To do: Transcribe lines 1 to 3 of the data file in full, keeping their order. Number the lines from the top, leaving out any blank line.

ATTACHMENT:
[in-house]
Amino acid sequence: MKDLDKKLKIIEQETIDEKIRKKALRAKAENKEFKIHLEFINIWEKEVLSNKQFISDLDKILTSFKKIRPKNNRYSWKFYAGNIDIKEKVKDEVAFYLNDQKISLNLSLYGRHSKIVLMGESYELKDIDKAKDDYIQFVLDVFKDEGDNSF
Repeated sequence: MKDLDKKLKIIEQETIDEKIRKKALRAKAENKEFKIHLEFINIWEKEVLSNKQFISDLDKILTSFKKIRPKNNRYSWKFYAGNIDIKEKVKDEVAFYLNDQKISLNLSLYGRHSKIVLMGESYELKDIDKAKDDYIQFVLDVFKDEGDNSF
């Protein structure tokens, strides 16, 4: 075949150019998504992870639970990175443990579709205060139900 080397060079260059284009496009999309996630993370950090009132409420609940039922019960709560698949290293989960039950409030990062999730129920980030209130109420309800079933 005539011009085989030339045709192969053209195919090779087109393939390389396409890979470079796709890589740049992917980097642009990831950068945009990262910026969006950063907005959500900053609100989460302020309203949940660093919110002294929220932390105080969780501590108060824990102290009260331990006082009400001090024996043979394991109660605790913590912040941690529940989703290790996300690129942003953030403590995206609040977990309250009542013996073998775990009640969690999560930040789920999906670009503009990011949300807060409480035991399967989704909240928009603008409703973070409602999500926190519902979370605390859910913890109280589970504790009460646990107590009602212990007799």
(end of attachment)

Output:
[in-house]
Amino acid sequence: MKDLDKKLKIIEQETIDEKIRKKALRAKAENKEFKIHLEFINIWEKEVLSNKQFISDLDKILTSFKKIRPKNNRYSWKFYAGNIDIKEKVKDEVAFYLNDQKISLNLSLYGRHSKIVLMGESYELKDIDKAKDDYIQFVLDVFKDEGDNSF
Repeated sequence: MKDLDKKLKIIEQETIDEKIRKKALRAKAENKEFKIHLEFINIWEKEVLSNKQFISDLDKILTSFKKIRPKNNRYSWKFYAGNIDIKEKVKDEVAFYLNDQKISLNLSLYGRHSKIVLMGESYELKDIDKAKDDYIQFVLDVFKDEGDNSF